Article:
Of these, Sir James Guthrie (1859-1930) was a major player. Guthrie’s ‘early works of rural subjects painted with broad square brush strokes show the strong influence of French painters such as Bastien-Lepage. Guthrie was born in Greenock and trained as a lawyer before turning to art. After brief but stimulating periods in London and Paris, he committed himself to painting directly from nature in Scotland. Guthrie also experimented with pastel drawings and established a reputation as a successful portrait painter. He became president of the Royal Scottish Academy in 1902 and was knighted the following year’ [x].
As the Edinburgh Museums explain:

Inspired by the Dutch and French schools and artists like James A. McNeil Whistler, the Glasgow boys produced their most notable works between the 1890’s and 1910. Showing an interest in realism, impressionism and inspired by compositional techniques, the Glasgow Boys tried to challenge the Edinburgh dominated art scene.In the years prior to the outbreak of war in 1914, Glasgow was part of a great artistic evolution.  The Glasgow School or Glasgow Boys as they are known paved the way for a new ‘modern’ style of painting that swept Europe and America.  From the 1880’s the Glasgow Boys were exhibiting their works in the Salon in Paris.  The Glasgow Boys consisted of an informal association of some twenty artists; its main figures were William York Macgregor, Joseph Crawhall, George Henry, Edward Atkinson Hornel, Sir John Lavery and Arthur Melville. Many members of this Glasgow collective went to France to study in Paris or in the rural artists’ colonies in France. The paintings done by many of the group during the 1880s was among their most radical. Their compositions showed a particular interest in rural realism, in working out-of-doors, and in French-inspired tonal and compositional techniques. [x]

paxvictoriana:

Scottish Art of the 19th-Century: Sir James Guthrie (Margaret) Helen Sowerby (1882) [National Galleries Scotland]

A group of Scottish painters in the late-19th century — who became known as ‘The Glasgow boys' — took from contemporary artists both within and outside Britain in order to shift the focus of their works to rural, familiar subjects. Looking especially to French Impressionism and, through them, to Eastern (especially Japanese) ink prints, the Boys wanted to ‘challenge the formulaic landscapes and narrative subjects of late Victorian Scottish painting, and to develop a distinctive style of naturalist painting' [University of Glasgow].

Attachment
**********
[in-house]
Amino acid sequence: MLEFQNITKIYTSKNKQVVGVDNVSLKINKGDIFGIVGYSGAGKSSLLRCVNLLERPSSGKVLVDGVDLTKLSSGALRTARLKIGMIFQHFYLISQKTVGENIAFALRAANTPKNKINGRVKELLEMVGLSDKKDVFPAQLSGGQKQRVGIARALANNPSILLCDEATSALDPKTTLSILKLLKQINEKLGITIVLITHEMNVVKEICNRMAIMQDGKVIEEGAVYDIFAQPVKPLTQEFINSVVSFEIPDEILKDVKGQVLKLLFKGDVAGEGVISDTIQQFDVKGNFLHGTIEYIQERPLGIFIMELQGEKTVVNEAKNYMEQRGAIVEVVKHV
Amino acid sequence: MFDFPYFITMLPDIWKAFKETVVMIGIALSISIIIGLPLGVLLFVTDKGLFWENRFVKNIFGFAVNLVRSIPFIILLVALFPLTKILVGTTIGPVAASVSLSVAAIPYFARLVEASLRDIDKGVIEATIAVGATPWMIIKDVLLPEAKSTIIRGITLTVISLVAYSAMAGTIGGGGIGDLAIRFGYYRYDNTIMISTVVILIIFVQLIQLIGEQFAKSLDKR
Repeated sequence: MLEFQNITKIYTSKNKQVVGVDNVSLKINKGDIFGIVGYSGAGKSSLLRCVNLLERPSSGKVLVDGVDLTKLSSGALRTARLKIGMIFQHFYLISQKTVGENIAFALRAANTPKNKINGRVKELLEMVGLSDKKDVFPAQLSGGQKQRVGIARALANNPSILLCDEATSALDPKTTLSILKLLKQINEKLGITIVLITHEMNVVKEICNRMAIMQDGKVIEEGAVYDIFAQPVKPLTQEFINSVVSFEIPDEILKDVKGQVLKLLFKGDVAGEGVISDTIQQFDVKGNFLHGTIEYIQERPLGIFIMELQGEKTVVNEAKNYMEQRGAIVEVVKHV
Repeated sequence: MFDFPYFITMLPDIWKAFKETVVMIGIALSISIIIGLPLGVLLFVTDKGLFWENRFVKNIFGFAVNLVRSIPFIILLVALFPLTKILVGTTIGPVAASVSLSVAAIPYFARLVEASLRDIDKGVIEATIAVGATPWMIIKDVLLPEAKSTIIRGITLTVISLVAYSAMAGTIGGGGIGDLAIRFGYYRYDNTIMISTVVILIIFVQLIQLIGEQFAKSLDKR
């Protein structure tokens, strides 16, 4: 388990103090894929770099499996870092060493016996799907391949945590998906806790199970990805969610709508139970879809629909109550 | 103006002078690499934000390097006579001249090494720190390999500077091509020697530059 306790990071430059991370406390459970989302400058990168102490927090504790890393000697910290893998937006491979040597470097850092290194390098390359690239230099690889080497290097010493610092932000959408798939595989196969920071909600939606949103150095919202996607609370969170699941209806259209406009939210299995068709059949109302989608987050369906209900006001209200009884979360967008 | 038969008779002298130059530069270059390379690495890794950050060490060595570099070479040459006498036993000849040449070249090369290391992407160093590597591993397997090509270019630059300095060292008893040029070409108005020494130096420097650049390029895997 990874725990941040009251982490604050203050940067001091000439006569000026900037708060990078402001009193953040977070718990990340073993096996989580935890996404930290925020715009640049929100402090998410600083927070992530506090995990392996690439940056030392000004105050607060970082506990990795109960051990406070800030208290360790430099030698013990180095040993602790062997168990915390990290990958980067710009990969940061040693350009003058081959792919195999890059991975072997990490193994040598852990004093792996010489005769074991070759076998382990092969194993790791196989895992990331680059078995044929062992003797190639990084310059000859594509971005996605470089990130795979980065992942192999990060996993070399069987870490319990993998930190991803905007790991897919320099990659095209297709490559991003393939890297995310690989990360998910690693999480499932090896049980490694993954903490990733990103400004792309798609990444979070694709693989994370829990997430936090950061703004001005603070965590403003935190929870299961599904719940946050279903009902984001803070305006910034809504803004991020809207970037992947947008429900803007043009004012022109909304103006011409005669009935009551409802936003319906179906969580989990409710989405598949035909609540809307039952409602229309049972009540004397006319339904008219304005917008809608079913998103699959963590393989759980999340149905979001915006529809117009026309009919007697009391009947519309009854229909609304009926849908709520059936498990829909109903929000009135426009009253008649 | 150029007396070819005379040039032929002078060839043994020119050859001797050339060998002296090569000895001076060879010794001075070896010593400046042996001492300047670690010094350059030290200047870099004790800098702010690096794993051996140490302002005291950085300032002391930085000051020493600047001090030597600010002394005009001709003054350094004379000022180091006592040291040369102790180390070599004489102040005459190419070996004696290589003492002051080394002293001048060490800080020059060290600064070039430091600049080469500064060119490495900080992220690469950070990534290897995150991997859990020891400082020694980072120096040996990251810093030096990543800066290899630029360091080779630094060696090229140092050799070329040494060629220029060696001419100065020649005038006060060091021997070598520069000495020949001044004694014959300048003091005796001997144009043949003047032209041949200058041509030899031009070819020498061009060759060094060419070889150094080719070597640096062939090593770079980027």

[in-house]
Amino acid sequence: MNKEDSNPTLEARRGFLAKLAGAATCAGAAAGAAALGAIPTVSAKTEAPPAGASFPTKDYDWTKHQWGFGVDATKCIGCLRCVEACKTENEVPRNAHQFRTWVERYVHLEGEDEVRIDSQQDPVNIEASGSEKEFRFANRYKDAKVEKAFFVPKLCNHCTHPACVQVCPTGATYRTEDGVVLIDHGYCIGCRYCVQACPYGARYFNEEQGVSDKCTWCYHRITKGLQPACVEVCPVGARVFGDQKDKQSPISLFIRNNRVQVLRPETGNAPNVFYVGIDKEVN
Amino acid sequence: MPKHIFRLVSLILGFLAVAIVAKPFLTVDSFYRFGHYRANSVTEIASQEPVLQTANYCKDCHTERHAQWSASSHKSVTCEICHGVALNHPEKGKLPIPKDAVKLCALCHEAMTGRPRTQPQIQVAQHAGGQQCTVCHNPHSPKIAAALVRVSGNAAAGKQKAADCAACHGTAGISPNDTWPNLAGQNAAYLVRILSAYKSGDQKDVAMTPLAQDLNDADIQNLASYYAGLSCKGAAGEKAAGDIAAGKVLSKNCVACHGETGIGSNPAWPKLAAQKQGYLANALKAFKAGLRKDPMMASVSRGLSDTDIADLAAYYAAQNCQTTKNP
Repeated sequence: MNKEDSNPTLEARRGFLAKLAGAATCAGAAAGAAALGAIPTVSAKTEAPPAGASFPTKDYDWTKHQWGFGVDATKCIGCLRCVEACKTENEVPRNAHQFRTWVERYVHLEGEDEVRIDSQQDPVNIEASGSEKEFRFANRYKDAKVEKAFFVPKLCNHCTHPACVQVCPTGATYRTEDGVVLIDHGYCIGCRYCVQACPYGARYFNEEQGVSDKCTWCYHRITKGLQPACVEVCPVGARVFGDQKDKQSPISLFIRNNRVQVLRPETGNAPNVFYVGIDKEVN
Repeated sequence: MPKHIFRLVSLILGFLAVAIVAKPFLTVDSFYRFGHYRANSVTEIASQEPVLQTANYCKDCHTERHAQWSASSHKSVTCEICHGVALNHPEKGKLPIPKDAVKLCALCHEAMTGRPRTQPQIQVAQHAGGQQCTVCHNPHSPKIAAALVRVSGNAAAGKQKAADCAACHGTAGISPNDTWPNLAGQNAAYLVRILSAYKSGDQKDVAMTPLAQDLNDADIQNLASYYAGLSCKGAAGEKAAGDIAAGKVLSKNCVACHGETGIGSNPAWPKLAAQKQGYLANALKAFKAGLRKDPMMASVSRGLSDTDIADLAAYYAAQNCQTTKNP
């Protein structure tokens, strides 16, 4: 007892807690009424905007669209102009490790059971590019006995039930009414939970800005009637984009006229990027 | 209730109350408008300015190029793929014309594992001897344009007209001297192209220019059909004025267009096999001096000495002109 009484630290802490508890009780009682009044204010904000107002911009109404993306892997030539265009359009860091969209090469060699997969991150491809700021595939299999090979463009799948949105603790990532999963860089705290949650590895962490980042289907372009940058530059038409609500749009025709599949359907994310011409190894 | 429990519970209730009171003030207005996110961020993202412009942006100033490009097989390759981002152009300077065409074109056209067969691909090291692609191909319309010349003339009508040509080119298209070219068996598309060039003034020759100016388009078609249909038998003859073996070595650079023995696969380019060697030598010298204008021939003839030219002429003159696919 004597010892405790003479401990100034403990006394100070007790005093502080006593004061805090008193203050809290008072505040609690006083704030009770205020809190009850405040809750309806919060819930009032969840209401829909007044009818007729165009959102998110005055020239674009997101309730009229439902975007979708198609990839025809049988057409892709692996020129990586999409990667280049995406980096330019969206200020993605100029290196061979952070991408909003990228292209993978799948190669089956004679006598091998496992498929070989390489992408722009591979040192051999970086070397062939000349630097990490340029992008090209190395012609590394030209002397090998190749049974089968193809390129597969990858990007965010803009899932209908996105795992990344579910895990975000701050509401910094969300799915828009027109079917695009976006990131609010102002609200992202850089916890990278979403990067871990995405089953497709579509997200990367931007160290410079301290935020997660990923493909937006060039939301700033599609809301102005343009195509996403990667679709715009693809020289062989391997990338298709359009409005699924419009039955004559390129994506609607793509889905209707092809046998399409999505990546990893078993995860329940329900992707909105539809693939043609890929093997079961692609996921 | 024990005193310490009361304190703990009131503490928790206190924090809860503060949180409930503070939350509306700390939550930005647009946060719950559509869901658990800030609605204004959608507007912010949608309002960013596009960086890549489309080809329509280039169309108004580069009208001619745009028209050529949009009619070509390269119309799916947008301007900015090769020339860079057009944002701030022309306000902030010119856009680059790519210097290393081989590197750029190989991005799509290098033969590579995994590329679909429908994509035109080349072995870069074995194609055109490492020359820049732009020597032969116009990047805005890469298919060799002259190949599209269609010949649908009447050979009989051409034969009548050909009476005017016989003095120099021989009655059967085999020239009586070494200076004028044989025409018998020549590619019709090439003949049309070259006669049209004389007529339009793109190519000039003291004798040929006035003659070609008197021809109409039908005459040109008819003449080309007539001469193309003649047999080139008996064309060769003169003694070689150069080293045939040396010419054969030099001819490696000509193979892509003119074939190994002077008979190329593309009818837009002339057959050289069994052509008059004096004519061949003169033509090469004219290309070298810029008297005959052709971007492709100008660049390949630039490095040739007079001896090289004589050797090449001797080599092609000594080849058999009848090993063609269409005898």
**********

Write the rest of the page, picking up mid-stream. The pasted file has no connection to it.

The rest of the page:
Of these, Sir James Guthrie (1859-1930) was a major player. Guthrie’s ‘early works of rural subjects painted with broad square brush strokes show the strong influence of French painters such as Bastien-Lepage. Guthrie was born in Greenock and trained as a lawyer before turning to art. After brief but stimulating periods in London and Paris, he committed himself to painting directly from nature in Scotland. Guthrie also experimented with pastel drawings and established a reputation as a successful portrait painter. He became president of the Royal Scottish Academy in 1902 and was knighted the following year’ [x].

As the Edinburgh Museums explain:

Inspired by the Dutch and French schools and artists like James A. McNeil Whistler, the Glasgow boys produced their most notable works between the 1890’s and 1910. Showing an interest in realism, impressionism and inspired by compositional techniques, the Glasgow Boys tried to challenge the Edinburgh dominated art scene.

In the years prior to the outbreak of war in 1914, Glasgow was part of a great artistic evolutionThe Glasgow School or Glasgow Boys as they are known paved the way for a new ‘modern’ style of painting that swept Europe and America.  From the 1880’s the Glasgow Boys were exhibiting their works in the Salon in Paris.  The Glasgow Boys consisted of an informal association of some twenty artists; its main figures were William York Macgregor, Joseph Crawhall, George Henry, Edward Atkinson Hornel, Sir John Lavery and Arthur Melville. Many members of this Glasgow collective went to France to study in Paris or in the rural artists’ colonies in France. The paintings done by many of the group during the 1880s was among their most radical. Their compositions showed a particular interest in rural realism, in working out-of-doors, and in French-inspired tonal and compositional techniques. [x]